It doesn’t include breakdown insurance, which would’ve cost another $57.53 for silver or $87.53 for gold.
It cost us $607.99 for a year, with a $500 excess for claims.
Van Living Essentials
When we picked the van up, it was empty! Fortunately, Wenderkreisen generously gave us many things like cutlery, camp chairs, a fold-up table, some pots and pans. Great friends in Auckland donated other things to us like bedding, plates and cups, tea towels, towels. We bought an NZ wool quilt and chose our own pillows (for our old necks!). Along the way, we’ve sourced all manner of useful items, mostly from the outstanding ‘Opportunity’ shops around the country. You’d never know now that on 29th September the van was empty.
The total we’ve spent kitting out the van with our ‘essentials’ is $685. This figure will obviously vary significantly depending on personal needs and the space available.
Modifications Made To Date
Since buying NZ Areandare, Barry’s hooked up an inverter, so we have mains power whenever we want. As I work online from the van (more about that later), we needed to charge laptops and phones. We didn’t want to have to pay for electric hookups at campsites if we stayed at one. Barry chose a Repco 12 volt 1,000W Pure Sine Wave Inverter, which cost NZ$464.
Other modifications have included extra storage. As it was an older model ex-rental campervan, the storage cupboards were limited. Barry sourced three black boxes for $16.30 each, lengths of aluminium for $25, and secured this across the back above the sleeping/living area. They work extremely well. He’s also put a couple of baskets behind these, which he sourced for a few dollars.
I bought a gold-coloured sparkly scarf from the Art Deco shop in Napier for $39 in an attempt to camouflage them! That’s almost as much as the cost of the shelves and boxes. Admittedly, I made a half-hearted attempt to find a cheaper scarf in Op Shops but had already fallen in love with the gold scarf. When you live with things day in day out, I believe it’s best to find ‘nice’ things that resonate with you.
Barry’s recent small extravagance was buying four new wheel hubcaps to smarten up our travelling home’s appearance – he couldn’t resist them. They cost $56.99. I must admit they look classy.
As with our narrowboat, Barry looks after the maintenance side of the van. He makes sure we have enough water, oil, and whatever is needed for the engine. I collate the outgoings for this but couldn’t categorise a detailed outline of our outgoings.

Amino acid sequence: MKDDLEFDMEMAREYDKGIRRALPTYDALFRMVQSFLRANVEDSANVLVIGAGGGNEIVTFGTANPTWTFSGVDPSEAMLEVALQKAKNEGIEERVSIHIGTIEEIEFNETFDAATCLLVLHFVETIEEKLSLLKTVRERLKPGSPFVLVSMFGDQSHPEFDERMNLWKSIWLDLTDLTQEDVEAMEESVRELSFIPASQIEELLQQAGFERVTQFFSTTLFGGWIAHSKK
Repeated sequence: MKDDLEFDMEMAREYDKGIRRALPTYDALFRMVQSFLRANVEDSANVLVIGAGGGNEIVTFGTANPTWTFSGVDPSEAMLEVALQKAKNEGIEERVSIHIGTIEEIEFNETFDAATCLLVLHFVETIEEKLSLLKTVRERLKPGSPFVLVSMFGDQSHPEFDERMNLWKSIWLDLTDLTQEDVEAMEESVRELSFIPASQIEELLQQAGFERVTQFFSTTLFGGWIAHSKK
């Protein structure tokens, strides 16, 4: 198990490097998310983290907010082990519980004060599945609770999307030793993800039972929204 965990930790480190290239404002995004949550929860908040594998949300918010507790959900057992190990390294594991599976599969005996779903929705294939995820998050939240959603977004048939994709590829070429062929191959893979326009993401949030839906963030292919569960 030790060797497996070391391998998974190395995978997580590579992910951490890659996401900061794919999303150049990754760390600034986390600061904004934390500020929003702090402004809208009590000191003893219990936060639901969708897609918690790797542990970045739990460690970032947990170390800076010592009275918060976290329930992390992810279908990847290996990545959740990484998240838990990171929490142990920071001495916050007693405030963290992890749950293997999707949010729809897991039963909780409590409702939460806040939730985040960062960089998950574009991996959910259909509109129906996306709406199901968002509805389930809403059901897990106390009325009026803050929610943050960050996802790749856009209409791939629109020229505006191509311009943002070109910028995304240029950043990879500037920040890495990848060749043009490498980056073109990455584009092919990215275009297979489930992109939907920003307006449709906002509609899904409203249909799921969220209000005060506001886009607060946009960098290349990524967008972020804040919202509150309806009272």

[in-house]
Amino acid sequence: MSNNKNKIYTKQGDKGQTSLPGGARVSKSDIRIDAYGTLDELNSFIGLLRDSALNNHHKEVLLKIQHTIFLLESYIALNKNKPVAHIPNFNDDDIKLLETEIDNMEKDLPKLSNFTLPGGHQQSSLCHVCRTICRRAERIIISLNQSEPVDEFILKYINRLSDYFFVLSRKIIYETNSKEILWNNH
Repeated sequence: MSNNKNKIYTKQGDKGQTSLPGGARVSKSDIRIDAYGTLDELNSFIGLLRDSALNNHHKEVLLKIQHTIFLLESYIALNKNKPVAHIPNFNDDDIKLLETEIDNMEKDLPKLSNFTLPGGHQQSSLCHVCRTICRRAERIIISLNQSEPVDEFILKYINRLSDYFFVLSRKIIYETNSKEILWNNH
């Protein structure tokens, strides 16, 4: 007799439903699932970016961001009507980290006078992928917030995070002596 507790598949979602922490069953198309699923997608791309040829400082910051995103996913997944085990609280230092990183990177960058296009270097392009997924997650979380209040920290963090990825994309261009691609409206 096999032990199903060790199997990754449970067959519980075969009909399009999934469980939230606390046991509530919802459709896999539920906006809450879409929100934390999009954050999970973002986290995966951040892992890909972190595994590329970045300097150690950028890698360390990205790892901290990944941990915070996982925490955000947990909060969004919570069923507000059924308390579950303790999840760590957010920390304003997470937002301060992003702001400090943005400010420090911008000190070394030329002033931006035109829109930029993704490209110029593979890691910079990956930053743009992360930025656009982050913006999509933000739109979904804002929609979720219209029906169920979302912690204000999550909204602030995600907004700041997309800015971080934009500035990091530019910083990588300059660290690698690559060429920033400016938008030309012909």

However, grouped together, van maintenance has cost us $480 over six months.
Our van uses diesel for fuel. The cheapest we’ve paid was 83.7c from Pak n Save Gisborne in December 2020 – when it was 93.7c a litre, and I got a 10 cents off voucher. One of the most expensive we’ve seen was at Zed in Whangaparaoa for 144.9c. Quite a marked difference. Barry has an App on his phone called Gaspy, which shows where the cheapest diesel is nearby, which has proved invaluable.
We also purchased Kiwi fuel cards. It initially cost $10 to join, plus $5 per card. We got all three. Caltex (which also covers Zed), BP and Mobil, though you can get individual cards. The fuel is charged to the card, and you pay Kiwifuel on the 20th of the following month. The discounts vary in different areas and at different times – which is why we chose all three.
It’s not just the diesel that costs, of course. Here in NZ, we must also pay ‘Road User Charges‘ per 1,000 km. This is around $80 per thousand kilometres.
The costs of both diesel and RUC will obviously depend upon the distances travelled. We’ve been up to Cape Reinga from Auckland, where we collected the van at the end of September and all the way down to Bluff at the bottom of the South Island. In between, we’ve travelled to friends’ around the North and South Island and extensively around South Island (check our blog and our location pages to see where we’ve travelled over the six months).
Our total spend on diesel and RUC in six months is $1,660.
Van Registration & WOF
Twelve months campervan registration cost us $252.83 in January. By paying online, we saved $3.09! Obviously having the van registered is compulsory.
Our Warrant of Fitness (WOF), similar to a Uk MOT, isn’t due until September – as Wenderkreisen make sure this is up to date before purchase.
We do our best to stay in free campgrounds whenever possible to reduce our outgoings. NZMCA places are great at $3 per person per night.